Here at My Modern Met, we feature many works by contemporary artists, but once in awhile we get stopped in our tracks by a timeless piece that was completed decades ago. This sculpture, titled L'altra figura (The Other Figure) was created by Italian artist Guilio Paolini in 1984. It features two Roman busts raised on plinths, with two mirrored heads looking at the floor as is something dramatic has just taken place. With multiple pieces of plaster shattered onto the floor, it appears that another bust must have taken a great fall to its death.
The Art Gallery of New South Wales gives their expert opinion on the piece: “Could the smashed figure lying on the ground, in a more-or-less circular arrangement, be the rippled effect of the reflection in a pool disturbed by Narcissus reaching out to caress his own loved image? This would certainly be a poetic take on the impossibility of possessing the desired object in representation.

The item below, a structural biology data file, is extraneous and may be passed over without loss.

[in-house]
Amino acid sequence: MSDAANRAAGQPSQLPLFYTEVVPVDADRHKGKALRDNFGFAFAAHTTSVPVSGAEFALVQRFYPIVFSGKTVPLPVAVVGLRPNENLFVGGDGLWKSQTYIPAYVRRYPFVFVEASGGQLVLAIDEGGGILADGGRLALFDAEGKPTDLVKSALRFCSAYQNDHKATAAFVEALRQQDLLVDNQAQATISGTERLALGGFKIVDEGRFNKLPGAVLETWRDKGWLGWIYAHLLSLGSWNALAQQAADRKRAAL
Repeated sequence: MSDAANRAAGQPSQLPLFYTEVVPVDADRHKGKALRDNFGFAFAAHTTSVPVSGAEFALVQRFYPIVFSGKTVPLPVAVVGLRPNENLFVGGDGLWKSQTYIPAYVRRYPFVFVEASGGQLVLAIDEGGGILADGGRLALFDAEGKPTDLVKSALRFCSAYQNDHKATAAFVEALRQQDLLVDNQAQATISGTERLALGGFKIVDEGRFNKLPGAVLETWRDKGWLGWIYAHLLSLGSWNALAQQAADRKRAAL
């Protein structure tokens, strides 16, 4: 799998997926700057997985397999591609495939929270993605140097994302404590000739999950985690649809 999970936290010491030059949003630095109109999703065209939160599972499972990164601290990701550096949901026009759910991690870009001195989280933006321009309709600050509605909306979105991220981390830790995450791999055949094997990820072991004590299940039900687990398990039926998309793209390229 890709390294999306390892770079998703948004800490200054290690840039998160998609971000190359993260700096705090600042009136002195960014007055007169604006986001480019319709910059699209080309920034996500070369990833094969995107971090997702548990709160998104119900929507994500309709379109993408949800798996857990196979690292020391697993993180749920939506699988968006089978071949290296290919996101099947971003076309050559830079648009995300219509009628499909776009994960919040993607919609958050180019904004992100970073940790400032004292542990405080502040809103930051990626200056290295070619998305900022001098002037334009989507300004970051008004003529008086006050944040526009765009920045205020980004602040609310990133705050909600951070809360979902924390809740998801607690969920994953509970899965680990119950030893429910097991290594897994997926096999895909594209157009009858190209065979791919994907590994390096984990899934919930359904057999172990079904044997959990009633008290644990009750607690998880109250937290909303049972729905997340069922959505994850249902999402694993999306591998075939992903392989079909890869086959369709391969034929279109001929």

“The degree of fragmentation of the third head also suggests a fall from a great height; could this be the mythical Icarus, who ignored his father's warning not to fly too close to the sun? This pragmatic warning masks a greater peril since the sun is Apollo riding across the sky in his chariot. Apollo for Plato was the ultimate source of pure form, something representation could never capture, although neo-Platonists and modernists dreamt of doing so. Poor Icarus got carried away and soared towards this great source but was struck down by the jealous god for his presumption.”